# Homework Help: Special Relativity, change in distance and time at slow speeds

1. Sep 10, 2006

### kambrian

I was able to do pretty much every other problem dealing with this topic except this one which is bothering me. Here is the question:

The distance from New York to Los Angeles is about 5000 km and should take about 50 h in a car driving at 100 km/h. (a) How much shorter than 5000 km is the distance according to the car travelers? (b) How much less than 50 h do they age during the trip?

Can someone please give me a hint as to which equation I am looking for to solve this problem? Basically all equations with sqrt(1-(u^2/c^2)) are coming out completely wrong for me.

I am able to get to sqrt(1-(27.78^2/3x10^8)) but dont really know how to deal with subtracting such a small number. Obviously my calculator is throwing 1 at me which screws up the equation.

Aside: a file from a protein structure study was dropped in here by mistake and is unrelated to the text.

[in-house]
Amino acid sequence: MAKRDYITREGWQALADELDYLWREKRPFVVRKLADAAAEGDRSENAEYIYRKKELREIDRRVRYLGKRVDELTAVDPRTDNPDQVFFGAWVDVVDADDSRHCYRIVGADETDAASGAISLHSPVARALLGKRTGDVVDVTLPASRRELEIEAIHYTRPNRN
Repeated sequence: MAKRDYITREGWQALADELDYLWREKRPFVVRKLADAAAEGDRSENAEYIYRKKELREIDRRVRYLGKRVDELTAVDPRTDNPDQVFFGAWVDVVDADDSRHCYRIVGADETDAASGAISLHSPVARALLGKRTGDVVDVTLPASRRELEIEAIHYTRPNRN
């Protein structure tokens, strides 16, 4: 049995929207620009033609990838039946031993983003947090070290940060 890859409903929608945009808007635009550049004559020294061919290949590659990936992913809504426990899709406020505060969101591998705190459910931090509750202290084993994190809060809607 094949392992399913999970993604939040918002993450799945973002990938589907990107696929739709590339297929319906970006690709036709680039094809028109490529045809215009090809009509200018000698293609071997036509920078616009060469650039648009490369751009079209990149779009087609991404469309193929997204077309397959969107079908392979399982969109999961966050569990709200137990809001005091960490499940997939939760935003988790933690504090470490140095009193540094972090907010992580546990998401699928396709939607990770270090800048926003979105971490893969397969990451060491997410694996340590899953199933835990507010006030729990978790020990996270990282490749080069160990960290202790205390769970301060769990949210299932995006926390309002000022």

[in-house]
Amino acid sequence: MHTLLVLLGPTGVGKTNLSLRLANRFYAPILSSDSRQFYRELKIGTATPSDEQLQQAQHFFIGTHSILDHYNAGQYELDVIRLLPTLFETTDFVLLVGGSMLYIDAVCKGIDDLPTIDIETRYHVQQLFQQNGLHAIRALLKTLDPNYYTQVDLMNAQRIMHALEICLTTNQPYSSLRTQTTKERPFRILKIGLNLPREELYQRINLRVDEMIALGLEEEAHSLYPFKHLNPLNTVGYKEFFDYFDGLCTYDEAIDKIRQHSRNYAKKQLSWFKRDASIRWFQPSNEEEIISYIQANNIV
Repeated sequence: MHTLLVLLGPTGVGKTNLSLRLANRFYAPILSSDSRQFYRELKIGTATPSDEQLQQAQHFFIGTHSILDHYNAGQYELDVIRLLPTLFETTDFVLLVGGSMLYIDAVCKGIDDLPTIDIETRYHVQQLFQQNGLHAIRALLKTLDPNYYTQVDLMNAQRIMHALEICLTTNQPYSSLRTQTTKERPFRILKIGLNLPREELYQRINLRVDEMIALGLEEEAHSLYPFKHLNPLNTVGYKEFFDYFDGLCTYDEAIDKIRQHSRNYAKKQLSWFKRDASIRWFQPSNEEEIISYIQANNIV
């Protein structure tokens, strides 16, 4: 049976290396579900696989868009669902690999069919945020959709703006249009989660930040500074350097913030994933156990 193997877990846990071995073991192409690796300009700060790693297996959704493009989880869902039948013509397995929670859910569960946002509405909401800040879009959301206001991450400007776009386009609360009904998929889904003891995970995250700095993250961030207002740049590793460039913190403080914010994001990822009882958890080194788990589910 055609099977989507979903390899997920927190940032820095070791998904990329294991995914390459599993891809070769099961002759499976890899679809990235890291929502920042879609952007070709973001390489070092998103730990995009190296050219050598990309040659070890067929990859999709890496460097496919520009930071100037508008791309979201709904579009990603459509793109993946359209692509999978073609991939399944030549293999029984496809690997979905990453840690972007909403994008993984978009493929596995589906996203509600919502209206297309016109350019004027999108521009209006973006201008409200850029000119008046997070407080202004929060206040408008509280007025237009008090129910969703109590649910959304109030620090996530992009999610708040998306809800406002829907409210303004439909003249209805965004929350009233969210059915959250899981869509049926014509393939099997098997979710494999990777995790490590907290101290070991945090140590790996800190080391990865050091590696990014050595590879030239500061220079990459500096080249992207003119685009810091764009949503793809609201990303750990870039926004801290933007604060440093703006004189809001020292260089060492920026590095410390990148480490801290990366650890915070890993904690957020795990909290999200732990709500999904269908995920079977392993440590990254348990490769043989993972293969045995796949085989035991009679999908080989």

Any help is appreciated.

2. Sep 10, 2006

### Staff: Mentor

Use the binomial expansion of (1 + x)^n (where x << 1) to estimate the change in distance: (1 + x)^n = 1 + nx + ...

3. Sep 12, 2006

### kambrian

I am still at a loss here. I found the expansion to be 1+x/2-(x^2)/8 which really does not help me much. With x = 8.57*10^-15, I am still getting what essentially is 1.

4. Sep 12, 2006

### Janus

Staff Emeritus
Do you have a scientific calculator function on your computer? (With Windows, it should be under "accessories".) I know that the one on my computer is capable of handling that many decimal places.

5. Sep 13, 2006

### Staff: Mentor

Realize that you are being asked for the change in length, not the length.

Try this:
$$L = L_0 \sqrt{1 - v^2/c^2}= L_0 (1 - v^2/c^2)^{1/2}$$

Thus, using a binomial expansion (for v^2/c^2 << 1) :
$$L \approx L_0 (1 - (1/2)v^2/c^2)$$

So:
$$\Delta L \approx -(1/2) L_0 v^2/c^2$$

Last edited: Sep 13, 2006